By Karen Pallarito
FRIDAY, Jan. 13, 2017 (HealthDay News) -- A single fecal transplant delivered by enema is apparently no more effective than oral antibiotics in treating recurring cases of a nasty stomach bug, a Canadian study contends.
The study is the first head-to-head comparison between fecal transplant and the current standard of care of antibiotics in treating Clostridium difficile infection, the researchers said.
"We thought it was important to have that comparison so we could know: How much better is it than what we're actually already doing?" said lead author Dr. Susy Hota. She's the medical director of infection prevention and control at University Health Network in Toronto.
In this study, "it looks like they're working about the same," Hota said. "In half the patients, it didn't work, but in the other half, it did."
Infection from C. difficile bacteria can be debilitating, triggering bouts of diarrhea and other intestinal symptoms.
It often occurs in hospitals and nursing homes among people on antibiotics, especially older adults, according to the U.S. Centers for Disease Control and Prevention.
Antibiotics can destroy the gut's good bacteria, allowing the bug to multiply, the researchers said.
Introducing stool from a healthy donor into the bowel of a patient with C. difficile infection is believed to restore the gut's natural mix of microbes (known as microbiota).
Traditionally, doctors prescribe another antibiotic -- oral vancomycin -- to treat C. difficile. But infections treated with antibiotics recur in about 20 percent of patients, the CDC says.
Recent studies suggest fecal transplant may be an effective way to stop the cycle of infection.
Dr. Colleen Kelly, who wasn't involved in the new study, is an assistant professor of medicine at Brown University's Alpert School of Medicine in Providence, R.I.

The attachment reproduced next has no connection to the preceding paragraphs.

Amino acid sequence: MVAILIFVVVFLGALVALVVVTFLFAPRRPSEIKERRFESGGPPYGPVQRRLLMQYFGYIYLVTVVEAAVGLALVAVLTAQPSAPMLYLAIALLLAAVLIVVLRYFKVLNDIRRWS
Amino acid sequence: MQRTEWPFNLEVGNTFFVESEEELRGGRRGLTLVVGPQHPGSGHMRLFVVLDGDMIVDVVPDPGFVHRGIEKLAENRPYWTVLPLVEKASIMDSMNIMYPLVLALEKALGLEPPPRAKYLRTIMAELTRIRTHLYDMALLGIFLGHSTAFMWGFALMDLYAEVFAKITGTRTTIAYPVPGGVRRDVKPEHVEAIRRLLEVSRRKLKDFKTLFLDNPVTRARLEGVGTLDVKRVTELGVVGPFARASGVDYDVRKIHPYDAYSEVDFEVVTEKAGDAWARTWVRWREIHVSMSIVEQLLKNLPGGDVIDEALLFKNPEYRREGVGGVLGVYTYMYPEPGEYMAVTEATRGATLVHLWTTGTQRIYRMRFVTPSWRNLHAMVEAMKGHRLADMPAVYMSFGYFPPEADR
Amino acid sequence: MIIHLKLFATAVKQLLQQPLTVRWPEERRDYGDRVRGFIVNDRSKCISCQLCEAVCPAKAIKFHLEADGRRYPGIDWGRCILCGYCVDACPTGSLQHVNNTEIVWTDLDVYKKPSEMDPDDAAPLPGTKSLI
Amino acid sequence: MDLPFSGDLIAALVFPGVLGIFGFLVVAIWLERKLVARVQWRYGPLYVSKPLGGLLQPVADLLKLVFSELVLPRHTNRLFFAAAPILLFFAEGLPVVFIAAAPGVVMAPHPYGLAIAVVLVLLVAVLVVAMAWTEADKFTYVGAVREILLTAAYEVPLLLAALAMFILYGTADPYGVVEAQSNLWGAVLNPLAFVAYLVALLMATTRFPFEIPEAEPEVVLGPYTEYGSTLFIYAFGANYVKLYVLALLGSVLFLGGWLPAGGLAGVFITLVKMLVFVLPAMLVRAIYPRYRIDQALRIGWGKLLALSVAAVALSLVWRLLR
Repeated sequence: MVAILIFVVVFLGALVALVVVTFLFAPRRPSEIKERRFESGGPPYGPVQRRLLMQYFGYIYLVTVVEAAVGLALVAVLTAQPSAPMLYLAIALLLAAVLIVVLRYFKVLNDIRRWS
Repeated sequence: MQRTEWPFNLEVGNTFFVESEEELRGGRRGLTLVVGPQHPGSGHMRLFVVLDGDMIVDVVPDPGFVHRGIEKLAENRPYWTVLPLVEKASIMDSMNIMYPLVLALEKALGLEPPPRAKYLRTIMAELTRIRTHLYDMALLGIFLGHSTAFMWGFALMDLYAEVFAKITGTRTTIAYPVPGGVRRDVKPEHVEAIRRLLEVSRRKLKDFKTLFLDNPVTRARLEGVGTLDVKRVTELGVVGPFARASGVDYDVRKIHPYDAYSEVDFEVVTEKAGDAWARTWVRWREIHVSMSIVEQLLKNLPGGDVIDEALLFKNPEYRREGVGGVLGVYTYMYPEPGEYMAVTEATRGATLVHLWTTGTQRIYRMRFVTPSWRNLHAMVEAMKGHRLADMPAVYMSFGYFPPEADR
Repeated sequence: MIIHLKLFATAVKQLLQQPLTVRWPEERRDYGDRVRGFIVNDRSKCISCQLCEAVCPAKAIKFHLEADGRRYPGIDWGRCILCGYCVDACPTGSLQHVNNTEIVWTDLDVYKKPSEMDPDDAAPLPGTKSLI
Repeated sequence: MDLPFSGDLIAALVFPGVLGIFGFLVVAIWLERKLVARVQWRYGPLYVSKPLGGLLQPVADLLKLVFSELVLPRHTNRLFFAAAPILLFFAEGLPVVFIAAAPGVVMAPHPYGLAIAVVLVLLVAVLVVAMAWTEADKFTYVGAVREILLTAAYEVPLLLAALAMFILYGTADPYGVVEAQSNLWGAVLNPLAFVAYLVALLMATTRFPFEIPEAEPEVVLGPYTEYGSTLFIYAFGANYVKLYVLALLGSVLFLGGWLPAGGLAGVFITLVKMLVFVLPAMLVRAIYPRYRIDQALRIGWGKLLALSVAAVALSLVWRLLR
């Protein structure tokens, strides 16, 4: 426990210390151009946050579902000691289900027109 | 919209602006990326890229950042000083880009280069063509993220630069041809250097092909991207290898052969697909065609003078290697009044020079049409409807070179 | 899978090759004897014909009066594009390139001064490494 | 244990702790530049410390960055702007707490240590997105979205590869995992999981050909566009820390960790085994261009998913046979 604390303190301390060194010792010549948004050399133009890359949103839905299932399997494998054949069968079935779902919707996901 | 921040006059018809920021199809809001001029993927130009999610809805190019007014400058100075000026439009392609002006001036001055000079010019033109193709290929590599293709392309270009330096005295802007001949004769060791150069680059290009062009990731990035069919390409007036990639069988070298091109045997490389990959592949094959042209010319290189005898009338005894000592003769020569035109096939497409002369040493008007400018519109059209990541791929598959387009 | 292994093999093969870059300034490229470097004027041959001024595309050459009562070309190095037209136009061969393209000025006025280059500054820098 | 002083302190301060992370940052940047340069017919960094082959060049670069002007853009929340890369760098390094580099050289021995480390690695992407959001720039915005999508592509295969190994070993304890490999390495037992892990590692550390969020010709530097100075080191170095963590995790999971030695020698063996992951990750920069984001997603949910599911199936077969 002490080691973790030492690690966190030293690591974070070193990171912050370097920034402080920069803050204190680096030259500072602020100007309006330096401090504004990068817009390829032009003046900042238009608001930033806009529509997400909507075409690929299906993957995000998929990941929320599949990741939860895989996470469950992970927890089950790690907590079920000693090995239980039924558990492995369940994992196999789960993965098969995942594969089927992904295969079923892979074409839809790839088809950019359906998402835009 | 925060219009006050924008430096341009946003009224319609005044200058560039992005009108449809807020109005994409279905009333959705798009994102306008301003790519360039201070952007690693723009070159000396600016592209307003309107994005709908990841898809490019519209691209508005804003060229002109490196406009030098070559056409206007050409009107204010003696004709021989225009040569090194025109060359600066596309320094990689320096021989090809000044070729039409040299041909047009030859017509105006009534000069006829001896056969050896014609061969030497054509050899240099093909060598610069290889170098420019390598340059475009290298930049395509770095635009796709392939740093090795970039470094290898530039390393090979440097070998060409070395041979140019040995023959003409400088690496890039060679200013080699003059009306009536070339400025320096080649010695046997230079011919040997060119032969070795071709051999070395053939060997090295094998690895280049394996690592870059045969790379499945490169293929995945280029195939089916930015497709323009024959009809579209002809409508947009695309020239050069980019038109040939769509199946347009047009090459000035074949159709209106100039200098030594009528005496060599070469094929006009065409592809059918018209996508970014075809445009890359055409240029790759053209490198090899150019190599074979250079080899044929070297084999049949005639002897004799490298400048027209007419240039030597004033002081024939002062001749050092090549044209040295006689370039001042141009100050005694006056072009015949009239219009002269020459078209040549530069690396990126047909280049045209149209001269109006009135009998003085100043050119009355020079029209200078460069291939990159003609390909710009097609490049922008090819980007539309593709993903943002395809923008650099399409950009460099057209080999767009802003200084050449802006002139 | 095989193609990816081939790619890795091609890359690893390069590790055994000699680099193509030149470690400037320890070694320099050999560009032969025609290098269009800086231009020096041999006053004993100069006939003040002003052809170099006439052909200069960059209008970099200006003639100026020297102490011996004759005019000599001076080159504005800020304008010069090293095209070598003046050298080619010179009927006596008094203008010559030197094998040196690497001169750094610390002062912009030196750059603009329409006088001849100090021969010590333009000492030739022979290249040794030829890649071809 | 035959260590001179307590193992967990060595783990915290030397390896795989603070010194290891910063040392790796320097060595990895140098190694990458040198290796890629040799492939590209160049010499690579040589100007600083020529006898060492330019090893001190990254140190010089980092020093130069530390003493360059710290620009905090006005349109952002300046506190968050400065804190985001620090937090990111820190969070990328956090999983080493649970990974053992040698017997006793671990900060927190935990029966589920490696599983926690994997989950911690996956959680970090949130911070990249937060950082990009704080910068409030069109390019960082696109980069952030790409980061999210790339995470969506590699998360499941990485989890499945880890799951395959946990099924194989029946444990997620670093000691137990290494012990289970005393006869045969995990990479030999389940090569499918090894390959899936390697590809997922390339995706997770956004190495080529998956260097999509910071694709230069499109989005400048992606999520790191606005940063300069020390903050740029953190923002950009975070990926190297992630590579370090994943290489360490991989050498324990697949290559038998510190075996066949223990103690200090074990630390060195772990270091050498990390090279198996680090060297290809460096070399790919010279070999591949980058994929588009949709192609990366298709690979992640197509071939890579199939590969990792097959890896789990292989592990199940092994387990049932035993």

"The results from this study differ from our clinical experience, in which FMT [fecal microbiota transplantation] is effective for 85 to 90 percent of patients treated," Kelly said.
One reason may be the method of administration -- the Canadian study used a single dose by enema. Delivery by colonoscopy "appears more effective," Kelly said.
Another may be the large volume of stool given in this study.
"I cannot imagine any patient would be able to retain that volume of stool for any length of time," Kelly said.
The study differs from others because the Canadian team was careful to include only patients with documented C. difficile recurrence, "and this is a strength of this study," Kelly noted.
Hota and her colleagues said there's an urgent need for more rigorous research exploring, for example, the optimal dose and delivery, donor selection and timing of treatment.
Their study treated 30 patients with recurrent C. difficile -- 14 got standard treatment and 16 got fecal transplant. However, two dropouts left only 12 in the standard treatment group. Unlike blinded studies, patients and researchers knew which treatment was being administered.
Patients in the fecal transplant group were given a 14-day course of oral vancomycin followed by a single fecal enema. The antibiotic was given to ensure patients' diarrhea was under control before introducing donor stool, Hota said.
The standard treatment group received a 14-day course of oral vancomycin, followed by four weeks of tapering doses of the antibiotic.
Patients were followed for 120 days, since many recurrences of C. difficile occur within three months, Hota explained.
After an interim analysis, researchers stopped the trial because the results showed no real difference in outcomes.
Just over half of the fecal transplant patients and more than 40 percent of the patients on standard treatment experienced a recurrence. In other words, the infection cleared up in about 44 percent of fecal transplant patients and 58 percent of patients on standard care.
"It actually looks like there's really no absolute risk reduction with fecal transplant compared to oral vancomycin," Hota said.
However, fecal transplant has the added benefit of getting patients off antibiotics in a disease driven by antibiotic exposure, she said.
The message is not that fecal transplants are not effective, Hota added. "We need to learn more about doing this properly," and this study contributes to that knowledge, she said.
The findings were published recently in the journal Clinical Infectious Diseases.